Assessing a decade of surveillance television
If the details of the NSA scandal have seemed eerily familiar, perhaps it’s because TV drama has been playing out similar scenarios for years. The past decade has seen a flood of national-security related TV shows that refract our anxieties du jour and offer different spins on the hazards of big data and the assorted ways we justify privacy invasion in the name of national security. In recent years technology has morphed from a snazzy instrument in the game of taking out enemies, as it was in most Cold-War-era spy shows, into a threat in and of itself. Elsewhere, PRISM-esque technology serves as a deus ex machina, a quick and justified way to solve crimes and thwart terrorism. If you want to fuel your paranoia about the national security apparatus, here’s what to watch—and how they stack up against the real thing.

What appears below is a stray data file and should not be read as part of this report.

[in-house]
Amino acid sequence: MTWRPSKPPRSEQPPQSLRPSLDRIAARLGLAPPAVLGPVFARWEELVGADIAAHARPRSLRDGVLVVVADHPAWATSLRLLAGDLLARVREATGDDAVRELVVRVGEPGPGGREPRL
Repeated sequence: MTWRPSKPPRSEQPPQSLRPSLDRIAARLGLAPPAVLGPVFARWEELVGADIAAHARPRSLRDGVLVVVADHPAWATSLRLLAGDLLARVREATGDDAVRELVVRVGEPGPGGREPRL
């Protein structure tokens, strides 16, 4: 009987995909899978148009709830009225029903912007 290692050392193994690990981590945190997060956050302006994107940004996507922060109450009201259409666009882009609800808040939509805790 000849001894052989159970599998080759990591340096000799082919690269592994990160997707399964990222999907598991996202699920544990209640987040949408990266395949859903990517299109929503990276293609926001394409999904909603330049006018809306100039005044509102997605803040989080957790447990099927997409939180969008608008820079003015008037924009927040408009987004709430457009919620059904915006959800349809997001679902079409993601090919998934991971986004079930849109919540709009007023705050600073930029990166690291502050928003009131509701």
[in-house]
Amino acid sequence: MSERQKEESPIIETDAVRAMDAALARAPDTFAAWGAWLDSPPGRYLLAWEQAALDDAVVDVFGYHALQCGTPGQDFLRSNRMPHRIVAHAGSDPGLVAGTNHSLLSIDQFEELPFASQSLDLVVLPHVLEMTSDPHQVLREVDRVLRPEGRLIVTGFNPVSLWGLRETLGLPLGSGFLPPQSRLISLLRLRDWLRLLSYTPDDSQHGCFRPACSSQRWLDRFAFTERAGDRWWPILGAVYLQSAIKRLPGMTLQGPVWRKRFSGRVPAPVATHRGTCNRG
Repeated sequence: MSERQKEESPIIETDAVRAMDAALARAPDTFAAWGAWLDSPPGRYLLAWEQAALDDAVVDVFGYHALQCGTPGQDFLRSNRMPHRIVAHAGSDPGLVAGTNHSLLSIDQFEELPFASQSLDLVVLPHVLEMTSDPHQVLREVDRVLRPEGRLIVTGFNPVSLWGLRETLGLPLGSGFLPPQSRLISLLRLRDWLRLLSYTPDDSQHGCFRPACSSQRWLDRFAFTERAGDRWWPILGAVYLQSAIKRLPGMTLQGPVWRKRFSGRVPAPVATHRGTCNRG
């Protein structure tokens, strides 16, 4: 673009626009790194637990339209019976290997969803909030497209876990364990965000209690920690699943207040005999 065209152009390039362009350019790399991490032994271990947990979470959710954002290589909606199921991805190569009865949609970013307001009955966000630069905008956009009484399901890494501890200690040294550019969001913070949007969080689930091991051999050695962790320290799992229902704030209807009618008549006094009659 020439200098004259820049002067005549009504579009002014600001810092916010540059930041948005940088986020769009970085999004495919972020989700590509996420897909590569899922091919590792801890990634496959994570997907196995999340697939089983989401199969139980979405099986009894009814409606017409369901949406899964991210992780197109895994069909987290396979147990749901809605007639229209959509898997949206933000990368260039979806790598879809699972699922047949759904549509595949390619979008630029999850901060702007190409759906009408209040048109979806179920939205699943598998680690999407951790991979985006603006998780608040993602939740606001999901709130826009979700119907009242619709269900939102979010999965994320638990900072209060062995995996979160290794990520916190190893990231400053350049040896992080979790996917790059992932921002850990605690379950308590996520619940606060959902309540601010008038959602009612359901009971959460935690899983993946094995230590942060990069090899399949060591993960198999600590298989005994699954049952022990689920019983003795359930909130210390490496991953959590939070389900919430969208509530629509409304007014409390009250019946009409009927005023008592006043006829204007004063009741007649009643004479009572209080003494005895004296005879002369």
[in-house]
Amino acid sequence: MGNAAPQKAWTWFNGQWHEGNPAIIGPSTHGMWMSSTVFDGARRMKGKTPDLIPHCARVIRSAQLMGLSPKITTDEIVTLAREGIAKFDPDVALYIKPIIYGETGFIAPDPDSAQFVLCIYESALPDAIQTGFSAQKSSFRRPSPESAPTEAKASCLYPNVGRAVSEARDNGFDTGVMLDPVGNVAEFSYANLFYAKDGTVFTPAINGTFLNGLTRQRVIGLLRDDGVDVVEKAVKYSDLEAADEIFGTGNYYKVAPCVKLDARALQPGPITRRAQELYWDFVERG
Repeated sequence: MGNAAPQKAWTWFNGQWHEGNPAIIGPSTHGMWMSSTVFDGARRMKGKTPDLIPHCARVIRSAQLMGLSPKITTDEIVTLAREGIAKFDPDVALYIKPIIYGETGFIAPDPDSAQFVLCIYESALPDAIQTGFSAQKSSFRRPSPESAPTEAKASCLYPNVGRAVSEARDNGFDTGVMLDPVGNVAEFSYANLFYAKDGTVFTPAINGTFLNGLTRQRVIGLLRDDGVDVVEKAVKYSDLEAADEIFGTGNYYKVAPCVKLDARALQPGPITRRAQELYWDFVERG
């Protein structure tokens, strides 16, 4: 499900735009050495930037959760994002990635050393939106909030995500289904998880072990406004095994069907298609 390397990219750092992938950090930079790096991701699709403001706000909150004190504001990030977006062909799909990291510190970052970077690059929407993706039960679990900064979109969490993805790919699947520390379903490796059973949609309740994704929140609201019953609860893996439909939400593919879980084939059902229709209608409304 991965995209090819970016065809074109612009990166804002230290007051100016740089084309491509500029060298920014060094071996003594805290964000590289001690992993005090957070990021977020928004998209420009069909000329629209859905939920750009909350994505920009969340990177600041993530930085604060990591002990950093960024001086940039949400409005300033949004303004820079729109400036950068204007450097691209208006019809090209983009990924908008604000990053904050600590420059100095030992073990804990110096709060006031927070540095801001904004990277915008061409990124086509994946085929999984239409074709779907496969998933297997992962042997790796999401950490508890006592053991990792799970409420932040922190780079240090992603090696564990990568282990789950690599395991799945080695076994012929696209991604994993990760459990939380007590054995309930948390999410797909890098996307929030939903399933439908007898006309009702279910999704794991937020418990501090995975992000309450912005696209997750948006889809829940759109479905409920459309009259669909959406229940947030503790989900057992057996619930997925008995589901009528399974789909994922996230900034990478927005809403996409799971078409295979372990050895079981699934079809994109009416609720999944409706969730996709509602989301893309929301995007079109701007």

What the NSA owes Pink Floyd
Someone at the National Security Agency is apparently a Pink Floyd fan.
Obama should share his legal justification for collecting Verizon's phone records
Obama should share his legal justification for collecting Verizon's phone records.
A novel takes on the social issue du jour
The tricky problem of the obese character.
After the title Reality, the next thing we see is a gilded carriage drawn by two white horses rolling through the Italian countryside. Soon it turns in through huge gates opened by servants in eighteenth-century costume. The carriage has arrived at a huge villa with lovely grounds filled with festivating people in modern dress. The carriage has brought a bride and groom to their wedding party.